Who has an obligation to report?

In principle, it is those known as “intermediaries” who are required to do the reporting. An intermediary can be anyone involved in designing and/or implementing a cross-border tax arrangement in an advisory capacity, whereby they market the arrangement, design or organise the arrangement for a third party, make it available for use by a third party, or manage its implementation by a third party. The term “intermediary” is not restricted to a specific occupational group; rather, in Germany, it includes certified accountants, tax consultants, lawyers, business consultants and representatives of the financial and insurance sector. Where the intermediary is legally obliged to maintain confidentiality, certain parts of the reporting obligation may be transferred to the user of the cross-border tax arrangement. However, according to the German draft bill, the intermediary always has an obligation to disclose general information about the cross-border tax arrangement as part of an “initial report”, with the actual user being required to initiate the disclosure of user-specific information subsequently in the form of a “second report”. However, the user must be given the option of releasing the intermediary from their confidentiality obligation so that the intermediary is able to report all the data. In cases where the user implements a reportable cross-border tax arrangement without the involvement of intermediaries (in-house arrangement), this user is responsible for reporting the information in full.

One of the basic principles provided for in the new regulations is that the data pertaining to a reportable cross-border tax arrangement should only be transmitted once. The aim of this is to prevent multiple reports being filed when multiple intermediaries are involved in a single cross-border tax arrangement.

To whom must the report be sent?

The report is to be sent to the German Federal Central Tax Office. The data must be transmitted using an officially prescribed data record type via an officially defined interface.

When must the report be sent?

In principle, the report has to be sent within 30 days of the deadline-triggering event specified in Section 138f (2) AO. If an intermediary is involved, the deadline-triggering event is usually the point at which an arrangement is made available or, if the arrangements are designed and implemented by users themselves, the point at which the arrangements become ready for implementation. The reporting deadline described above applies to all cases whose first implementation step occurs on or after 1 July 2020. In cases where implementation began at any point between 25 June 2018 and 1 July 2020, the information must be reported by 31 August 2020.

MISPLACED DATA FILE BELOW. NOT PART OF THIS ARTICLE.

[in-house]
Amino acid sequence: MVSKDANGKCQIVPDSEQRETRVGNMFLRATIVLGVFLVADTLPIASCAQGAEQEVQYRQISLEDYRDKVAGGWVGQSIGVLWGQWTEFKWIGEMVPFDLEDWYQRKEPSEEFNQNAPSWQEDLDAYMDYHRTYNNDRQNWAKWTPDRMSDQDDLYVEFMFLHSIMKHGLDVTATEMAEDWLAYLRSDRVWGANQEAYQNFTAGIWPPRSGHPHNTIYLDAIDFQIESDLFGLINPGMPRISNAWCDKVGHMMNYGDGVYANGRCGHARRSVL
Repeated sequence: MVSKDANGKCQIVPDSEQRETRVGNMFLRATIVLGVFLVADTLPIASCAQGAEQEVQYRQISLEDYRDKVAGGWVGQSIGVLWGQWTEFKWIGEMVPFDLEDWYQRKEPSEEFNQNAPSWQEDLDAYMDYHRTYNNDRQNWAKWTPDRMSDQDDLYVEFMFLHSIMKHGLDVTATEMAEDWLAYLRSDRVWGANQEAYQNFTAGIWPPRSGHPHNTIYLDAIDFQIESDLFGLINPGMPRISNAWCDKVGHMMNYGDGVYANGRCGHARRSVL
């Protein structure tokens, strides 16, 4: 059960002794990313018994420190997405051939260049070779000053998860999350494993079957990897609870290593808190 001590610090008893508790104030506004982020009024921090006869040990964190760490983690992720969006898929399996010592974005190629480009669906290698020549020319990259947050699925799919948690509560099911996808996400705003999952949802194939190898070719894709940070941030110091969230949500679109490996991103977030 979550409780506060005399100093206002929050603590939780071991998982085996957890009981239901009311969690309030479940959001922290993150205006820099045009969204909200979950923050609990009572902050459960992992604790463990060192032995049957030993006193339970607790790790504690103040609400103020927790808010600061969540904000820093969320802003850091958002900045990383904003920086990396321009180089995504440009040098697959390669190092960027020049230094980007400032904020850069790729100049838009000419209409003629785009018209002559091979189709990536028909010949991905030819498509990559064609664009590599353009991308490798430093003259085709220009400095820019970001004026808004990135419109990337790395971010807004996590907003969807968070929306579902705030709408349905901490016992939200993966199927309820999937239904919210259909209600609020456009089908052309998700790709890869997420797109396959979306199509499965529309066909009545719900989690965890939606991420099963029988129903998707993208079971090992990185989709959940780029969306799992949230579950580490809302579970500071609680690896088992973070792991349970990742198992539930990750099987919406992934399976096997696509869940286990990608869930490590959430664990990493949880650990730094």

As well as promptly reporting the cross-border tax arrangement, the user is also required to include the tax arrangement as part of their tax declaration by quoting the registration and disclosure numbers issued. Only one registration number will ever be issued in relation to the same cross-border tax arrangement; by contrast, the number of disclosure numbers may vary according to how many reports are filed in total.

What happens in the event of a culpable breach of the reporting obligation?

If the reporting obligation is breached deliberately or through carelessness, an administrative fine of up to €25,000 can be imposed within Germany. This also applies if the affected user fails to refer in their tax declaration to the implementation of a cross-border tax arrangement that has already been reported.

Conclusion and outlook

The new law on the compulsory reporting of cross-border tax arrangements will affect a large number of intermediaries and users, because even everyday cross-border transactions are capable of triggering a reporting obligation. Intermediaries and taxpayers need to keep a very close eye on the legislative procedure while at the same time making preparations in advance, firstly by undertaking an impact analysis and secondly by aligning their internal processes – and, in turn, their associated compliance obligations – with the law.

Here at Mazars, we have developed a tool to help you manage your legal obligations. If you are interested in finding out more about this tool or wish to arrange a consultation, please complete the form below.